My wife is a Licensed Specialist in School Psychology (LSSP). For her trouble of a four year undergraduate degree in psychology plus three additional years of graduate level study, she works with the most difficult children the school system has to offer – the severely emotionally disturbed and mentally retarded. She is paid just slightly more than a teacher.
Unfortunately, the State and the school system do not arm their psychologists with the tools to make meaningful changes in the student’s lives. The Psychologists exist in a consensus world where a committee of advocates must determine what is best for the child. Parents have veto power over consequences, ask for unreasonable concessions (requests ranging from eliminating homework to bribing their child with fast food), and are otherwise difficult. Yet, the LSSP’s are expected by the school’s administration and teachers to “solve” these problem children.
In other words, these psychologists have a high degree of responsibility, but little to no authority. My wife dropped a bomb when she told me that the burnout rate was 5 years for psychologists in the schools for this reason.
Product Management has a similar dilemma. We have lots of responsibility with varying degrees of authority. In almost all cases, PMs don’t have direct management authority over the people who are essential to creating the software, service, or product. For this reason, a PM must develop awesome communications and negotiation skills to be successful and avoid burnout.
There are many leadership styles, ranging from Command and Control (“Do what I say because I am your superior.”) to Follow the Leader (“This is the path, follow me!”). I have realized in my career that my preferred style is Follow the Leader. Personally, I am more comfortable working with a team and getting them to buy into a vision than I am at issuing orders.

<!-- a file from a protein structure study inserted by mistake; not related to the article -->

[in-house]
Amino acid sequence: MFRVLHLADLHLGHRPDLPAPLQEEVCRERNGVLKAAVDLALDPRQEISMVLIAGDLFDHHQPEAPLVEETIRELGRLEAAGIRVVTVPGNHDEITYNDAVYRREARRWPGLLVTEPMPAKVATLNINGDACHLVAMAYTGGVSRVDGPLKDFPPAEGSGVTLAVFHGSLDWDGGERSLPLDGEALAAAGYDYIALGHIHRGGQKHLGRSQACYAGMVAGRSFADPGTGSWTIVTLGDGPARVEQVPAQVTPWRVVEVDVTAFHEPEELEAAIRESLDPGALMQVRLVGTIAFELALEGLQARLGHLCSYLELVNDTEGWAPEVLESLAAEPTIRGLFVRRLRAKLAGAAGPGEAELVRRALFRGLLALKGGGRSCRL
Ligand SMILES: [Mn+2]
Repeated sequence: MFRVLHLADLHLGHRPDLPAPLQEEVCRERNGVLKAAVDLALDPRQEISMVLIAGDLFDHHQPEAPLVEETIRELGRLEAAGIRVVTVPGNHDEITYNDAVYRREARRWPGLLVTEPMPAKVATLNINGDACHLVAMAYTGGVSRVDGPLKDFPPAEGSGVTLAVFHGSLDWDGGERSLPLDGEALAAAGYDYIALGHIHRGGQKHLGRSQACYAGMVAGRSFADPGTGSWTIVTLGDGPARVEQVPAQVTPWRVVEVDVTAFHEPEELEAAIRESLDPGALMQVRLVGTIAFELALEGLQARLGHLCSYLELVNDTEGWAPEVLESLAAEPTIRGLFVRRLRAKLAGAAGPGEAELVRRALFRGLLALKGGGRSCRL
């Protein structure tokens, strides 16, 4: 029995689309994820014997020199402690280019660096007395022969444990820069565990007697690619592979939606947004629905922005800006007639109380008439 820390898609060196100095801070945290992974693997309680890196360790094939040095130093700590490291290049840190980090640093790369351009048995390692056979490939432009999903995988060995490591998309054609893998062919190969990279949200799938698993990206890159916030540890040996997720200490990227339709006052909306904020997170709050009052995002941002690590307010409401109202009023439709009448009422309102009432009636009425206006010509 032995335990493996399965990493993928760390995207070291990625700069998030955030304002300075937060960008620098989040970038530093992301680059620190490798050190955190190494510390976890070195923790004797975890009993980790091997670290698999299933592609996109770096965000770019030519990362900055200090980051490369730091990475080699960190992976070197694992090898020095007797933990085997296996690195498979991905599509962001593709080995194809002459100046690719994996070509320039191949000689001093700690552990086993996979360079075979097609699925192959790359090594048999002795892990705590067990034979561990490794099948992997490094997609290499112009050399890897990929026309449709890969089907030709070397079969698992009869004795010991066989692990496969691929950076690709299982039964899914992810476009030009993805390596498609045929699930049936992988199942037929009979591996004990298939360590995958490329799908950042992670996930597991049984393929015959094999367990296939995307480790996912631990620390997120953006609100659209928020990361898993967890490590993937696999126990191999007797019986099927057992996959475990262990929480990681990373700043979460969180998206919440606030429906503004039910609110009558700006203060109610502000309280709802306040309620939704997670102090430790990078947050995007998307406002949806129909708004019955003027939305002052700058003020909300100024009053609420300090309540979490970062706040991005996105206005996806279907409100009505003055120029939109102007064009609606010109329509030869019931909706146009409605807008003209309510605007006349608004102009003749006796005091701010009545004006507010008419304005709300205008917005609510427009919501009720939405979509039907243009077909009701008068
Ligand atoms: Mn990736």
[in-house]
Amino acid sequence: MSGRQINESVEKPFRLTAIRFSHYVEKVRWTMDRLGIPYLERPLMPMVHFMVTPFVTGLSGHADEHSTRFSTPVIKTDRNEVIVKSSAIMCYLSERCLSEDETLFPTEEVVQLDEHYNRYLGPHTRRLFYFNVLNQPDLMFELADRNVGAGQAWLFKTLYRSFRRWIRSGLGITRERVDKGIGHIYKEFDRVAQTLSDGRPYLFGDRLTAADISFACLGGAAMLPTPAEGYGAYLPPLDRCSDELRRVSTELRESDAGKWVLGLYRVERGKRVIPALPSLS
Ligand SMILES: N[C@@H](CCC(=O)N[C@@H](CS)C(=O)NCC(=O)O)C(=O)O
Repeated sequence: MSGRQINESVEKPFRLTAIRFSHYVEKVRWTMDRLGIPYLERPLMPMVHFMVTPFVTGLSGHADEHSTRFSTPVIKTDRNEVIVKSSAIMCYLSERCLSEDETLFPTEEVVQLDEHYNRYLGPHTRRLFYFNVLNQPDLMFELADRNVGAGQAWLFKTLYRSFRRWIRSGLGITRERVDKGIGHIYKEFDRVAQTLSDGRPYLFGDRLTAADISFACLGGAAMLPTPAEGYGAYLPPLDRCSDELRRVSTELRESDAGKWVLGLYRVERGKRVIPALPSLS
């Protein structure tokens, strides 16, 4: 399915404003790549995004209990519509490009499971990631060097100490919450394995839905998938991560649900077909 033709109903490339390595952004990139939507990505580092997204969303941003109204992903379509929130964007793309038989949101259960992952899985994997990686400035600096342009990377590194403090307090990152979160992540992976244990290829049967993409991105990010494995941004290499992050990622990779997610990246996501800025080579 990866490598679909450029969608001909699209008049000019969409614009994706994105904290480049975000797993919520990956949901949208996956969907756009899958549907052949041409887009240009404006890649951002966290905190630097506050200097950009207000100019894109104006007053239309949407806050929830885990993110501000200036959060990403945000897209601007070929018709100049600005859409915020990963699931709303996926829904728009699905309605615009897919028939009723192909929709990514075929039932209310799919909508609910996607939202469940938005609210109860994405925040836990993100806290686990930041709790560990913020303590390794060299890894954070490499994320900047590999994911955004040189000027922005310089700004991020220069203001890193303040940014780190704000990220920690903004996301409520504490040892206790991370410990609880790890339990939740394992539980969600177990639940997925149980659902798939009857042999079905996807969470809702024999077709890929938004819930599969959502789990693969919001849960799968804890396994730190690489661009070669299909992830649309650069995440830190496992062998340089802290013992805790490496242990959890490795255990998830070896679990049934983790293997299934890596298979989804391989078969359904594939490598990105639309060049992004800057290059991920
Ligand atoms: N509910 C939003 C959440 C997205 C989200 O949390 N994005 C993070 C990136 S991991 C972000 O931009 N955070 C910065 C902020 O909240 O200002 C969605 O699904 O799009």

I have also found that issuing orders (especially to developers) is counter-productive. There is always The Game that PM and Development play; PM writes the requirements sandbox, and Development looks for the easiest way to interpret the requirements and still fulfill them. When issuing orders to Development, I have found that they are much more likely to try to find the easiest, most minimal solution to a requirement, than to attempt to meet the spirit of the requirement. You can solve for this two ways: one, you can become a PM/Lawyer and write your requirements so airtight that Development has no way out, or second, you can adapt your leadership style.
If you choose the former, you will slowly suffocate the spirit of the Developer because you’ve taken away his/her creativity. They will resent you for this and you will get dragged down into meeting purgatory asking for “clarification” on requirement 10.1.2.15.6.7a. Don’t go there, it is not fun. You’ll also damage your relationship with Development and it takes a long time to repair. There is a better way…
The more you steer towards the Follow the Leader (FTL) style, the more you must accept letting go. Command and Control PM’s are a recipe for burnout. You’ll freak out when a requirement is missed or mis-interpreted and snap. Using FTL can be more challenging than issuing orders, but I believe it is many times more effective. So how do you motivate someone who doesn’t report to you to do what you want? I use a variety of tactics to move the herd.